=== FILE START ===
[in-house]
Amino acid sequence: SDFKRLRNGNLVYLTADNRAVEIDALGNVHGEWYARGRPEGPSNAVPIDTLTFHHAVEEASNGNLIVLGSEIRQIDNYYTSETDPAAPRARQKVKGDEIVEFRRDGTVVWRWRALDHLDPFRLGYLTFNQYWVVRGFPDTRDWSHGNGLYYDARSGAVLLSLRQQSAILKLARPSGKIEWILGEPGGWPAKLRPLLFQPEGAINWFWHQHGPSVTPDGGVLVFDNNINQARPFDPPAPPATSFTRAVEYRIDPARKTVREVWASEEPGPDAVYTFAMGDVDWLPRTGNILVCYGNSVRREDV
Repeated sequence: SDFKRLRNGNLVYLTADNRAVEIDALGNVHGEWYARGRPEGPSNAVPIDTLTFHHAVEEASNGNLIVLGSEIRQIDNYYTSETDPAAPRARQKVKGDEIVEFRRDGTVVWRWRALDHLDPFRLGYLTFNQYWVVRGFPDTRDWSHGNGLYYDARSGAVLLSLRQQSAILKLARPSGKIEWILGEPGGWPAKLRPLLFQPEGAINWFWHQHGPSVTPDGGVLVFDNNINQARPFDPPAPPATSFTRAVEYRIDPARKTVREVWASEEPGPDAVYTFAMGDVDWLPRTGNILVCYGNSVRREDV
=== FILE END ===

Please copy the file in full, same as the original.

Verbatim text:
[in-house]
Amino acid sequence: SDFKRLRNGNLVYLTADNRAVEIDALGNVHGEWYARGRPEGPSNAVPIDTLTFHHAVEEASNGNLIVLGSEIRQIDNYYTSETDPAAPRARQKVKGDEIVEFRRDGTVVWRWRALDHLDPFRLGYLTFNQYWVVRGFPDTRDWSHGNGLYYDARSGAVLLSLRQQSAILKLARPSGKIEWILGEPGGWPAKLRPLLFQPEGAINWFWHQHGPSVTPDGGVLVFDNNINQARPFDPPAPPATSFTRAVEYRIDPARKTVREVWASEEPGPDAVYTFAMGDVDWLPRTGNILVCYGNSVRREDV
Repeated sequence: SDFKRLRNGNLVYLTADNRAVEIDALGNVHGEWYARGRPEGPSNAVPIDTLTFHHAVEEASNGNLIVLGSEIRQIDNYYTSETDPAAPRARQKVKGDEIVEFRRDGTVVWRWRALDHLDPFRLGYLTFNQYWVVRGFPDTRDWSHGNGLYYDARSGAVLLSLRQQSAILKLARPSGKIEWILGEPGGWPAKLRPLLFQPEGAINWFWHQHGPSVTPDGGVLVFDNNINQARPFDPPAPPATSFTRAVEYRIDPARKTVREVWASEEPGPDAVYTFAMGDVDWLPRTGNILVCYGNSVRREDV